MIT was founded on the idea that an excellent education, based on a solid foundation in the sciences, was the surest road to technological and industrial innovation. A century ago, England’s Association of Technical Institutions was thinking along the same lines, and recognizing that the overall health and success of the nation was tied to the robustness of its industry.
This pamphlet published by the Association opens with a stern warning: “ … it is a matter of life and death for us to maintain our position as a great industrial nation … we cannot do this unless our manufacturers and merchants … are as well trained as those of the nations whose competition we have to meet.”
The United Kingdom had seemed an all but unmatchable leader in the Industrial Revolution of the 19th century. But other nations — in particular Germany and the United States — provided increasingly stiff competition, and the technical education offered in both those countries was on the Council’s mind when this pamphlet was prepared. The Massachusetts Institute of Technology is the only American school named in the publication, and the MIT model had clearly caught the Council’s attention.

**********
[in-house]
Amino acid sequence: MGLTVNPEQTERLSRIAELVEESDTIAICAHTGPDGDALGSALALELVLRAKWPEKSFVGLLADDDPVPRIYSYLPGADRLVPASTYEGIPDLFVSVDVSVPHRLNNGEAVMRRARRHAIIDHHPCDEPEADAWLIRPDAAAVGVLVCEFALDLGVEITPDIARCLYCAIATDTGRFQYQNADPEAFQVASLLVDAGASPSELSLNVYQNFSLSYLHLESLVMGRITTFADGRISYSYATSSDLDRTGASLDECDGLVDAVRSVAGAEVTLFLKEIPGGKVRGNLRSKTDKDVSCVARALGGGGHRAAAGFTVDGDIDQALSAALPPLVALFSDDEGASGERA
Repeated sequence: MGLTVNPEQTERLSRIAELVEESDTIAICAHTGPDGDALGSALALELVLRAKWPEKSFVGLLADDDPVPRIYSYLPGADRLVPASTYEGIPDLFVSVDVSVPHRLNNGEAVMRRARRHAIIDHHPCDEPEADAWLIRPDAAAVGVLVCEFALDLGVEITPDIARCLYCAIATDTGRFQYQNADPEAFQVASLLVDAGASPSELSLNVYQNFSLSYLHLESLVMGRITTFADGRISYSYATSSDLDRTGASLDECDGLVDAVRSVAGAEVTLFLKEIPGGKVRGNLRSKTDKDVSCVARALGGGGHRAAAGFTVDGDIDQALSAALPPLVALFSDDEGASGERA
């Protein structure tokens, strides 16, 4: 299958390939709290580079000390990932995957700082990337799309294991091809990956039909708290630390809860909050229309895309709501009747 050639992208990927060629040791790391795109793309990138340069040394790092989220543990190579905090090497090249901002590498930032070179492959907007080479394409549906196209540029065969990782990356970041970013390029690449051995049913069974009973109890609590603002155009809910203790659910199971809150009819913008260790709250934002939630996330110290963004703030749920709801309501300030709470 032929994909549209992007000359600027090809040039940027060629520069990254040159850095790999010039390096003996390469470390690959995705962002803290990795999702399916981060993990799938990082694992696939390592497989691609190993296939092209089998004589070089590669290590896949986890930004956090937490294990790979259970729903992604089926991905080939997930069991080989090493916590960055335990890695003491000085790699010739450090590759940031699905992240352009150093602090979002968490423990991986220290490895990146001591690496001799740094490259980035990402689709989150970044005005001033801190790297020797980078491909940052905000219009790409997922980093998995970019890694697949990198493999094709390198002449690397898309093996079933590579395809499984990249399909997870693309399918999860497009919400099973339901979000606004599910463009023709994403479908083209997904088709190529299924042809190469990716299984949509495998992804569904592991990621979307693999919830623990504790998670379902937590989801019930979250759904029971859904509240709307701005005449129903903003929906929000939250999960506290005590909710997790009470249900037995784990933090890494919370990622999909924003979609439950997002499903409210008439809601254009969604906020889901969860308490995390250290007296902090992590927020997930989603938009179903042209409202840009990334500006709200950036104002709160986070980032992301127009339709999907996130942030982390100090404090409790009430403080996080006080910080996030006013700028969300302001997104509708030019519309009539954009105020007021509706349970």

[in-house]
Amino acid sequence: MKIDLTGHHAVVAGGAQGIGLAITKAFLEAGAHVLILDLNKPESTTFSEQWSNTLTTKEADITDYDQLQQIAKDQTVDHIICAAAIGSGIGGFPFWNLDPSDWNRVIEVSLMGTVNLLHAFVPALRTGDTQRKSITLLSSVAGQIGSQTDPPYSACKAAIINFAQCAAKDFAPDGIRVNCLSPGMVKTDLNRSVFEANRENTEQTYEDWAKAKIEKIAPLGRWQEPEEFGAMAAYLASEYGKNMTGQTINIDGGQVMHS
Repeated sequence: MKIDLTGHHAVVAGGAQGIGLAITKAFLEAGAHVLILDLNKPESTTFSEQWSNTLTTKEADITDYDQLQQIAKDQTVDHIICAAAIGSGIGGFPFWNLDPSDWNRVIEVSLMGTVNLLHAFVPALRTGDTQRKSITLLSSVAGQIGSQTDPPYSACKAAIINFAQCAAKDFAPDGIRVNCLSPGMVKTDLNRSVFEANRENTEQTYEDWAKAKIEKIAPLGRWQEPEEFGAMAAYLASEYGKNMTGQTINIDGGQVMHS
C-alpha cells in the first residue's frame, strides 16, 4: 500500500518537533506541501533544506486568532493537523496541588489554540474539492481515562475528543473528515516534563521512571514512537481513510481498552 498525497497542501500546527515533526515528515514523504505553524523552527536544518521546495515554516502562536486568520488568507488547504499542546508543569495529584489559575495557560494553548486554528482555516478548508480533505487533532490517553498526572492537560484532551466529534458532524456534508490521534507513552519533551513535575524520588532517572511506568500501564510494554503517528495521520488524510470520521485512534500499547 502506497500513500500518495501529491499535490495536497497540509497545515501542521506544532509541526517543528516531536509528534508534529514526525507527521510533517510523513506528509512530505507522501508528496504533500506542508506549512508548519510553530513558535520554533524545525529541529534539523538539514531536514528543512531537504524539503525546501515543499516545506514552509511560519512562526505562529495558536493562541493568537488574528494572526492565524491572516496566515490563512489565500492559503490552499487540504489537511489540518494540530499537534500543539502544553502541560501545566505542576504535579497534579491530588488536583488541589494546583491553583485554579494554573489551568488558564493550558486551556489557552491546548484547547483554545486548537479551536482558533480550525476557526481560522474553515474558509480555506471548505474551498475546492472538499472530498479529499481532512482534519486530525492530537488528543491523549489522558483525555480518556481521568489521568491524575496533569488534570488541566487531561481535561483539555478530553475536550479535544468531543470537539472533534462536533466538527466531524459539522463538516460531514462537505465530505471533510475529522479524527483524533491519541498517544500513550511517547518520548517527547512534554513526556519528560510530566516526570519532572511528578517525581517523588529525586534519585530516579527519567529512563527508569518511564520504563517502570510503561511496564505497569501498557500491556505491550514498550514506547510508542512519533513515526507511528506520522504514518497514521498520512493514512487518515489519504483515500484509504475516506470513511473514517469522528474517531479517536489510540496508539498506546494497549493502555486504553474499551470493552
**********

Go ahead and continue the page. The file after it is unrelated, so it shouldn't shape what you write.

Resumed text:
They write that “American employers appreciate so greatly the value of Technical training that, although three hundred students … leave the Massachusetts Institute of Technology, Boston, each year … the number of applications for such students is so great that they are all provided with engagements before they complete their courses.” Then as now, the value of an MIT education was appreciated internationally.